A 24-year-old woman had a 2-year history of progressive left-sided sciatic pain and weakness. Magnetic resonance imaging demonstrated an SI joint mass, which was diagnosed as Ewing's sarcoma on CT-guided biopsy. Of note, baseline PET-CT demonstrated FDG uptake in the anterolateral eleventh and twelfth ribs, suggestive of metastatic disease. The patient was initially treated with radiation and chemotherapy but became severely immunosuppressed and exhausted her chemotherapeutic options. Preoperative imaging showed a left SI joint mass involving at least half of the sacrum, including the ala, with pelvic extension. The mass involved the left-sided S1–3 nerve roots and the traversing L-4 and L-5 roots, along with the iliac vessels and pelvic soft tissue (Fig. 2). As this was the only site of disease in an aggressive primary bone tumor, en bloc resection was advised despite the likelihood of flail foot due to anticipated nerve root sacrifice.

Fig. 2.
Fig. 2.

Case 1. Preoperative coronal (A), axial (B and C), and sagittal (D) MR images of the sarcoma centered in the left hemisacrum and the SI joint. White arrow indicates invasion of the ilium. Lateral (E) and anteroposterior (F) views of the lumbopelvic reconstruction on scout CT scans. Since the left hemipelvis was resected, it is notable how far lateral the pelvic fixation is relative to the right side (black arrow). Coronal CT (G) demonstrates the location of the femoral strut.

Operation

Initially a 2-stage procedure involving a posterior followed by a retroperitoneal approach was planned; however, the entire procedure was accomplished solely from the posterior approach. The patient was brought to the operating room, placed under general anesthesia, and positioned on the Andrews table in a knee-to-chest position with her head secured in a Mayfield head fixator to prevent facial decubitus ulcers. A complete bowel preparation was performed, irrigating the rectum with saline and povidone iodine solution until the effluent was clear. Preoperative antibiotics were administered prior to incision. Neuromonitoring was used throughout the case.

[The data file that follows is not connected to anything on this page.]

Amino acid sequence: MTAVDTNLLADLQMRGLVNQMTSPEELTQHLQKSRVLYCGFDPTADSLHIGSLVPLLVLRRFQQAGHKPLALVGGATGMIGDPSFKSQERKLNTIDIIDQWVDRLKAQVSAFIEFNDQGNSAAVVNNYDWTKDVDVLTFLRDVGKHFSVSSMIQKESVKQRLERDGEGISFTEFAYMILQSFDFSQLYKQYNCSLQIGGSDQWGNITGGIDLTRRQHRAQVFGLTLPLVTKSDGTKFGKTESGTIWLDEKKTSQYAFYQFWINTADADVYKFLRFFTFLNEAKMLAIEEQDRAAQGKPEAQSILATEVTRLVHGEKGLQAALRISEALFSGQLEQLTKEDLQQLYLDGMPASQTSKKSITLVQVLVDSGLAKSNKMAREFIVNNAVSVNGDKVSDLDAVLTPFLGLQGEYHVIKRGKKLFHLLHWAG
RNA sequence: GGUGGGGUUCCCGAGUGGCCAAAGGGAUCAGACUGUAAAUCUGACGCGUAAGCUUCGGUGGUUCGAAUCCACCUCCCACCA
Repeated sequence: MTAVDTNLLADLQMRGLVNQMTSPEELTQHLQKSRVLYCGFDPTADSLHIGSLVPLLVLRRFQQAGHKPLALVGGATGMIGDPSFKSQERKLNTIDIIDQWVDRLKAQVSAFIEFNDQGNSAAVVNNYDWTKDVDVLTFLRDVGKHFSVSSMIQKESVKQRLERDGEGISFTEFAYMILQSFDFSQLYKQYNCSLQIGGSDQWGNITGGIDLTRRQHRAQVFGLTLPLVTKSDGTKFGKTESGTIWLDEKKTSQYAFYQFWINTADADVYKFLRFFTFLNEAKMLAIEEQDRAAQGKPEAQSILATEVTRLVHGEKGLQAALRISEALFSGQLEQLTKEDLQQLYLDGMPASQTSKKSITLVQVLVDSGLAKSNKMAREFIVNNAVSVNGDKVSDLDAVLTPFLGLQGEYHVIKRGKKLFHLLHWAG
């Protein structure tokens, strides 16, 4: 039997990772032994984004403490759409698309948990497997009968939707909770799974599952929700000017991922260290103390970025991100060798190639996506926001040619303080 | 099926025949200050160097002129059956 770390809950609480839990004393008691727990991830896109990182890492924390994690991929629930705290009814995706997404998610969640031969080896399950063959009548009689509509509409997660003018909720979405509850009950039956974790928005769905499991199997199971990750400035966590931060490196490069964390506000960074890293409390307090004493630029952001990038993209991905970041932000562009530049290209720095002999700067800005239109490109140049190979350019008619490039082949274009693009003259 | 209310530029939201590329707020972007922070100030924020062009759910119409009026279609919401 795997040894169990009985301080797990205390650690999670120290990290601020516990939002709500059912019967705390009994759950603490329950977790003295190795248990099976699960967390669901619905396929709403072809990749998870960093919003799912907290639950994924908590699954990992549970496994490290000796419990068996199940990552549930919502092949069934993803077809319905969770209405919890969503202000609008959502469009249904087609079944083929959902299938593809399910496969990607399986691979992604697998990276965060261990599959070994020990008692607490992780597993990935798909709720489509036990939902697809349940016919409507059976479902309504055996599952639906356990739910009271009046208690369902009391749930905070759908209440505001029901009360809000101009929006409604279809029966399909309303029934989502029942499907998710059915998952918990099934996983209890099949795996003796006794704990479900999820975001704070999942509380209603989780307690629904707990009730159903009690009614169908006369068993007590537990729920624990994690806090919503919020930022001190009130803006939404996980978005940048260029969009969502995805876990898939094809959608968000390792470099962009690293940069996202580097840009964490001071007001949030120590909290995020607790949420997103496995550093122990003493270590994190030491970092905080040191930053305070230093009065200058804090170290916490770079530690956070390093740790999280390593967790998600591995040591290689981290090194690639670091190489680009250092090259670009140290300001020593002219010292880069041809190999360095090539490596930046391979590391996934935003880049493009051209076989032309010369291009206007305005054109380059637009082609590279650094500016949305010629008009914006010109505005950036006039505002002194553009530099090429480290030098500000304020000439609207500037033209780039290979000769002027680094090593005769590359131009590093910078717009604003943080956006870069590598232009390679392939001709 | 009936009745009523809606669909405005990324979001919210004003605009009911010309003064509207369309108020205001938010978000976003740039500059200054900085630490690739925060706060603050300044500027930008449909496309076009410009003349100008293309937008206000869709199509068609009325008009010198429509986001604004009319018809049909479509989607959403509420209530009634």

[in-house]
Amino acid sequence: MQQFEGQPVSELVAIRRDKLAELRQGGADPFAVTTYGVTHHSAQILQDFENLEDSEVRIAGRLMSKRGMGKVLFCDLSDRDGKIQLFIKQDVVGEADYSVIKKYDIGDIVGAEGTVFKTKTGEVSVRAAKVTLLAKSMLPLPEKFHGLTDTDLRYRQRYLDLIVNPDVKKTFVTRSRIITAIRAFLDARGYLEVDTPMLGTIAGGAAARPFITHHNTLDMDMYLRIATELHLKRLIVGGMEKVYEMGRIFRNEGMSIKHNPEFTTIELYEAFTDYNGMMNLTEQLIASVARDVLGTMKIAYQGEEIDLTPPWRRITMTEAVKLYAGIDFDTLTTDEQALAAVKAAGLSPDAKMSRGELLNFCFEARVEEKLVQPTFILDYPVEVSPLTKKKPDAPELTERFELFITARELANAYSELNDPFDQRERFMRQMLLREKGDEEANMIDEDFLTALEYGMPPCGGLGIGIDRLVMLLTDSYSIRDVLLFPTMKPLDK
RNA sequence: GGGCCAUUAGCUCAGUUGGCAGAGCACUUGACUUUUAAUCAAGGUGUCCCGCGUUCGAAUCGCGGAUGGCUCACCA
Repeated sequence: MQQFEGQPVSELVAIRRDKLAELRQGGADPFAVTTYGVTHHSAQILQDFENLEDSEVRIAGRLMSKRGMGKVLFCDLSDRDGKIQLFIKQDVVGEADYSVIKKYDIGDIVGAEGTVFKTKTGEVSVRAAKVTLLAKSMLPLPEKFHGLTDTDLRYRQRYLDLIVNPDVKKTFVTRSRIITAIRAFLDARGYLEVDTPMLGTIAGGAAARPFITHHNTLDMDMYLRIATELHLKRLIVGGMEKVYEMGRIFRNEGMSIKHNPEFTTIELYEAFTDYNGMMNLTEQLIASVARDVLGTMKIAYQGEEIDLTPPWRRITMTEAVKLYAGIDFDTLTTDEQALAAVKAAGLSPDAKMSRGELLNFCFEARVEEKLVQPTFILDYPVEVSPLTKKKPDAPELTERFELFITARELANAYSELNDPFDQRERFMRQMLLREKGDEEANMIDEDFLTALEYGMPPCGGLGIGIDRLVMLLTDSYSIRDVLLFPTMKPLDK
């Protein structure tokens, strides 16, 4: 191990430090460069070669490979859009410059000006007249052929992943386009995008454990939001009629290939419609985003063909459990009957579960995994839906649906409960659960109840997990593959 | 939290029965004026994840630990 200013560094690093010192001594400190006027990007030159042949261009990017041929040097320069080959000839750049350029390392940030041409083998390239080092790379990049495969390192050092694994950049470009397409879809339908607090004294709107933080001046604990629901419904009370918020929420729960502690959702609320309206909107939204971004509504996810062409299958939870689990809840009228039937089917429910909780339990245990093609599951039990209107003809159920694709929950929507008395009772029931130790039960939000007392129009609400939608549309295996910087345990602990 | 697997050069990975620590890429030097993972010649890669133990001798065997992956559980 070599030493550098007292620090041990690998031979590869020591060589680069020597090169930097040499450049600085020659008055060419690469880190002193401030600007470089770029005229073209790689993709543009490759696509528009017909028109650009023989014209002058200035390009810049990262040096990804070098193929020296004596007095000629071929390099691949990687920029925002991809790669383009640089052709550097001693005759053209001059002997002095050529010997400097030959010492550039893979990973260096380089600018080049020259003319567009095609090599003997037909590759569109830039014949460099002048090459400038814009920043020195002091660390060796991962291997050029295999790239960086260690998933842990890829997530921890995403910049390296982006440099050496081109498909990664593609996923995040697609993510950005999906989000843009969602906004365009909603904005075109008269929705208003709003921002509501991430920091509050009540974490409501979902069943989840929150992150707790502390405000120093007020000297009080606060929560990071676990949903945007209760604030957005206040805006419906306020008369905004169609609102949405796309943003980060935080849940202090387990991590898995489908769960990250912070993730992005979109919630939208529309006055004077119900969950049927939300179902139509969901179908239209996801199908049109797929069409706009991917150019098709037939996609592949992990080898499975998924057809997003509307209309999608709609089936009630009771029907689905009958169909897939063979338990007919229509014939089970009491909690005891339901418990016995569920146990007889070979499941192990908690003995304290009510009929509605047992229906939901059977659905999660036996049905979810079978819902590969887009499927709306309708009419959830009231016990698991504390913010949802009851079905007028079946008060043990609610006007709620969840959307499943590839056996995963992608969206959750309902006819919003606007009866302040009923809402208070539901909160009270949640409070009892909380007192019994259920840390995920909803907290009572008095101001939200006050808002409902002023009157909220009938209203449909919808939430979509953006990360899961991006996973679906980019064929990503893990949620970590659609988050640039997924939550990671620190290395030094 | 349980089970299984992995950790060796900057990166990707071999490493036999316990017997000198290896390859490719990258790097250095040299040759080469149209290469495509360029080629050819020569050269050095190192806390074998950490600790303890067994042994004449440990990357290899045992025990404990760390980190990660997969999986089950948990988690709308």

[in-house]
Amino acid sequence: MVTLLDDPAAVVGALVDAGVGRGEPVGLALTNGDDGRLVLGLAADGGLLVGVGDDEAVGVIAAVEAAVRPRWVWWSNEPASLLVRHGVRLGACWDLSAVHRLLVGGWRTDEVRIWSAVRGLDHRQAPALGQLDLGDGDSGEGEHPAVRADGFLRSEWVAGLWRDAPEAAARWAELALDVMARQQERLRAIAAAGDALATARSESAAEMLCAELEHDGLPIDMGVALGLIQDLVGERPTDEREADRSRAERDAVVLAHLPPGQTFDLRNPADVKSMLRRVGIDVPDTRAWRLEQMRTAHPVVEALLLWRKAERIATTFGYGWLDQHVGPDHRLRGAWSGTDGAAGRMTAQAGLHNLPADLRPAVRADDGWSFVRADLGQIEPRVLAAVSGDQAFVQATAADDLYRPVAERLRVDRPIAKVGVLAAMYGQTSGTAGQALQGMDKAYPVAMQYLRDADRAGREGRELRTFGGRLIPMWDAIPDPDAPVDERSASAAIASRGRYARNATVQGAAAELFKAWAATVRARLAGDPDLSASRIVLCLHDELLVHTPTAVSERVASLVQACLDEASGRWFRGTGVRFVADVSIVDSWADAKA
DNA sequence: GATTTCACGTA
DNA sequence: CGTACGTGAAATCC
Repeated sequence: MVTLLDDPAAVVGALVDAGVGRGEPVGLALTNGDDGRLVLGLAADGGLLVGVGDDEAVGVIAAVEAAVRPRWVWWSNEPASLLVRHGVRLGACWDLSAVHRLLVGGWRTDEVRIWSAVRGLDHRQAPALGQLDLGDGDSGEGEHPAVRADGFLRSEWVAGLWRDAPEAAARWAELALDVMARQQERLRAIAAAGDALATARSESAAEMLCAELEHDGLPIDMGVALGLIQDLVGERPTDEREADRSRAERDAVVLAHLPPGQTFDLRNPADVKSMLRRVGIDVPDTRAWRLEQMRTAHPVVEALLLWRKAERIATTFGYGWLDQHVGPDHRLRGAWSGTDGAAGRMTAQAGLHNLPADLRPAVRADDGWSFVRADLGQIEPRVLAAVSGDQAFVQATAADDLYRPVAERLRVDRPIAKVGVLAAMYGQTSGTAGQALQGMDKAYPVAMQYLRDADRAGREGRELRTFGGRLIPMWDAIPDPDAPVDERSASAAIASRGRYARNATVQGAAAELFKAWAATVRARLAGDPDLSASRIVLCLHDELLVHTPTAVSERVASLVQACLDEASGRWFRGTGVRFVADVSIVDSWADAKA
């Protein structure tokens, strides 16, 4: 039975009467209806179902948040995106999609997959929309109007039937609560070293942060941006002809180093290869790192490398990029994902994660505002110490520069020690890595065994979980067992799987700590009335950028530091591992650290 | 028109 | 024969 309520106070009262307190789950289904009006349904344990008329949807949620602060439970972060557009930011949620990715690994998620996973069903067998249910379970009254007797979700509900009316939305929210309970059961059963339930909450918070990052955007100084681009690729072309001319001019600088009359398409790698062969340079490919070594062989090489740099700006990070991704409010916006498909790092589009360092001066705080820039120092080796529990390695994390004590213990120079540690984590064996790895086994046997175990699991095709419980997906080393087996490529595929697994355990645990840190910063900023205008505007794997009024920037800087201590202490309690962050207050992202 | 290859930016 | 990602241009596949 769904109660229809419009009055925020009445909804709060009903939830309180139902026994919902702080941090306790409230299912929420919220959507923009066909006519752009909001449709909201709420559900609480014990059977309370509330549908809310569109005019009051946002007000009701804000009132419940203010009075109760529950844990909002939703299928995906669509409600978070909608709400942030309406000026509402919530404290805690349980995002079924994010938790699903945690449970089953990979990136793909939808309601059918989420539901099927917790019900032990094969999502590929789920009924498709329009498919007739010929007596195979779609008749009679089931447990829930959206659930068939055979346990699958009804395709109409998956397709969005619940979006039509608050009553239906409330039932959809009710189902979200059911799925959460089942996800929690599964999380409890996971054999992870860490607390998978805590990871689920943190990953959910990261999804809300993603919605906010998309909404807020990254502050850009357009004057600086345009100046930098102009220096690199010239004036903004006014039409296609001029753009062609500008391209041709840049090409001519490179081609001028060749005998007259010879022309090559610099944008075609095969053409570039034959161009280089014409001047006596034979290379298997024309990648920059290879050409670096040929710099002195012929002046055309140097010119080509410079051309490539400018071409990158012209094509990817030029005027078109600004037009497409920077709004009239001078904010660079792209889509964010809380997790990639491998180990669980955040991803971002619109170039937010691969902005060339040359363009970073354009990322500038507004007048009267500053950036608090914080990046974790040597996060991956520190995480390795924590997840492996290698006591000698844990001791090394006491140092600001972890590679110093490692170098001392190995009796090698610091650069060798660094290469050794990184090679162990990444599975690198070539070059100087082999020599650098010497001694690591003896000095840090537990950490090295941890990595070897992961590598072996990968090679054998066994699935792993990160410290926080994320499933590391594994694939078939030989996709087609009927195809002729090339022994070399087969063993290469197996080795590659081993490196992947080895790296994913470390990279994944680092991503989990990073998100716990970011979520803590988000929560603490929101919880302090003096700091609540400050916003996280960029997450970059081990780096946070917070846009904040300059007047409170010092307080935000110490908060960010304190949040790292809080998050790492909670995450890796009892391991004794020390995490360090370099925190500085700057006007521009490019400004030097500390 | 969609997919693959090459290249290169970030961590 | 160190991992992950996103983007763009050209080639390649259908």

A posterior approach was used, with care taken to avoid disrupting the tumor margins during the procedure. A midline incision extending from the spinous process of L-2 to the tip of the coccyx was made and carried down to the posterior lumbosacral fascia. The incision was then T'd (converted to a T shape) to the left side, exposing the posterior iliac crest completely in a subcutaneous extra-fascial pattern. At this point, in the midline, fascia was incised, and a subperiosteal dissection was performed over L-3, L-4, and L-5 bilaterally and the right side of the dorsal aspect of the sacrum. Muscle was carefully retracted to ensure adequate exposure while preserving blood supply. The left paraspinal muscle was left detached and amputated at the L5–S1 level. More laterally, the gluteus maximus muscle was completely mobilized from the lateral aspect of the ilium to the sciatic notch and, further laterally, the acetabulum. A ventral plane was established lateral to the sacral ala and SI joint. A complete laminectomy was performed at the L4–5 level and was extended to the tip of the coccyx on the right side.

This exposure allowed identification of the nerve roots. All sacral roots from the right side were identified and preserved. Because of their involvement in the tumor, the L-4 to S-5 roots on the left side were individually ligated lateral to the spinal canal and left attached to the tumor mass.

Attention was then directed to the completion of the hemisacrectomy. Using the ligated left sacral root stumps, we gently rotated the thecal sac out of the path of the drill. Using a high-speed bur, we then drilled the sacrum in the midline while carefully preserving the nerve roots on the right side. The osteotomy was carried up to the L5–S1 disc space and was curved distally to the sciatic notch at the S4–5 level, below the level of the femur. Once the osteotomy was completed, the left hemisacrum was detached from the right side. Then the L5–S1 disc was detached on the left side as well, in a circumferential fashion. Annulotomy was performed using a No. 15 blade, Leksell rongeurs, and Kerrison punches.